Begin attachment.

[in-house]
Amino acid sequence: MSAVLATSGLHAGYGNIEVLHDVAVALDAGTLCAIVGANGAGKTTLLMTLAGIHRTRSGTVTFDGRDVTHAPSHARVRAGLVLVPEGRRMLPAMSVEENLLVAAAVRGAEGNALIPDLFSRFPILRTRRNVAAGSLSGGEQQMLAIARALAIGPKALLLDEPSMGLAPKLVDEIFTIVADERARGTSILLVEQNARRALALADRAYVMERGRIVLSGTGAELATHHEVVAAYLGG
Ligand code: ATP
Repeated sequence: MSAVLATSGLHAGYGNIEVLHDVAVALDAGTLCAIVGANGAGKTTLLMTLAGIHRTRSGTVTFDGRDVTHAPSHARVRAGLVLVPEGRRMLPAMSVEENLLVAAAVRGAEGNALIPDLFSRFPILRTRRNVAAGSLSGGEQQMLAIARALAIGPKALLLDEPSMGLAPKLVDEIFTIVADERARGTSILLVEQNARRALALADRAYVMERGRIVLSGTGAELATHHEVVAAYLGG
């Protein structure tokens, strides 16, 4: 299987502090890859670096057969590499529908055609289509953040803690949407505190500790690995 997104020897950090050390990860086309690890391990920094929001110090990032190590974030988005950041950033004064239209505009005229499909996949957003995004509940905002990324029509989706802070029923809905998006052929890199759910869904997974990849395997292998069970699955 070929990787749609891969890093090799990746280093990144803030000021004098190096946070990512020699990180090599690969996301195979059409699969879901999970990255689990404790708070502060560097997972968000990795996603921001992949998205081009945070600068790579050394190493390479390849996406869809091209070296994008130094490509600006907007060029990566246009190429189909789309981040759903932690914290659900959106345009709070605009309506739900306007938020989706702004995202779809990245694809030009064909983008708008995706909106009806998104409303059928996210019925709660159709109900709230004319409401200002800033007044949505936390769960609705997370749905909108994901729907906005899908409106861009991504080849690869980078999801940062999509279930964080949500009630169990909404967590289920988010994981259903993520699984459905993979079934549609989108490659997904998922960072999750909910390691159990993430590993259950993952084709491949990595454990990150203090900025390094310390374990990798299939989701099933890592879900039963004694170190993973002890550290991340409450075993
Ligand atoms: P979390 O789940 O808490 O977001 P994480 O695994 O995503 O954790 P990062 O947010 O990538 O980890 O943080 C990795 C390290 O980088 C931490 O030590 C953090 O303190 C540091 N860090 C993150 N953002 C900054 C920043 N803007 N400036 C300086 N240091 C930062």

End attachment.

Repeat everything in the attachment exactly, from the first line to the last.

[in-house]
Amino acid sequence: MSAVLATSGLHAGYGNIEVLHDVAVALDAGTLCAIVGANGAGKTTLLMTLAGIHRTRSGTVTFDGRDVTHAPSHARVRAGLVLVPEGRRMLPAMSVEENLLVAAAVRGAEGNALIPDLFSRFPILRTRRNVAAGSLSGGEQQMLAIARALAIGPKALLLDEPSMGLAPKLVDEIFTIVADERARGTSILLVEQNARRALALADRAYVMERGRIVLSGTGAELATHHEVVAAYLGG
Ligand code: ATP
Repeated sequence: MSAVLATSGLHAGYGNIEVLHDVAVALDAGTLCAIVGANGAGKTTLLMTLAGIHRTRSGTVTFDGRDVTHAPSHARVRAGLVLVPEGRRMLPAMSVEENLLVAAAVRGAEGNALIPDLFSRFPILRTRRNVAAGSLSGGEQQMLAIARALAIGPKALLLDEPSMGLAPKLVDEIFTIVADERARGTSILLVEQNARRALALADRAYVMERGRIVLSGTGAELATHHEVVAAYLGG
């Protein structure tokens, strides 16, 4: 299987502090890859670096057969590499529908055609289509953040803690949407505190500790690995 997104020897950090050390990860086309690890391990920094929001110090990032190590974030988005950041950033004064239209505009005229499909996949957003995004509940905002990324029509989706802070029923809905998006052929890199759910869904997974990849395997292998069970699955 070929990787749609891969890093090799990746280093990144803030000021004098190096946070990512020699990180090599690969996301195979059409699969879901999970990255689990404790708070502060560097997972968000990795996603921001992949998205081009945070600068790579050394190493390479390849996406869809091209070296994008130094490509600006907007060029990566246009190429189909789309981040759903932690914290659900959106345009709070605009309506739900306007938020989706702004995202779809990245694809030009064909983008708008995706909106009806998104409303059928996210019925709660159709109900709230004319409401200002800033007044949505936390769960609705997370749905909108994901729907906005899908409106861009991504080849690869980078999801940062999509279930964080949500009630169990909404967590289920988010994981259903993520699984459905993979079934549609989108490659997904998922960072999750909910390691159990993430590993259950993952084709491949990595454990990150203090900025390094310390374990990798299939989701099933890592879900039963004694170190993973002890550290991340409450075993
Ligand atoms: P979390 O789940 O808490 O977001 P994480 O695994 O995503 O954790 P990062 O947010 O990538 O980890 O943080 C990795 C390290 O980088 C931490 O030590 C953090 O303190 C540091 N860090 C993150 N953002 C900054 C920043 N803007 N400036 C300086 N240091 C930062």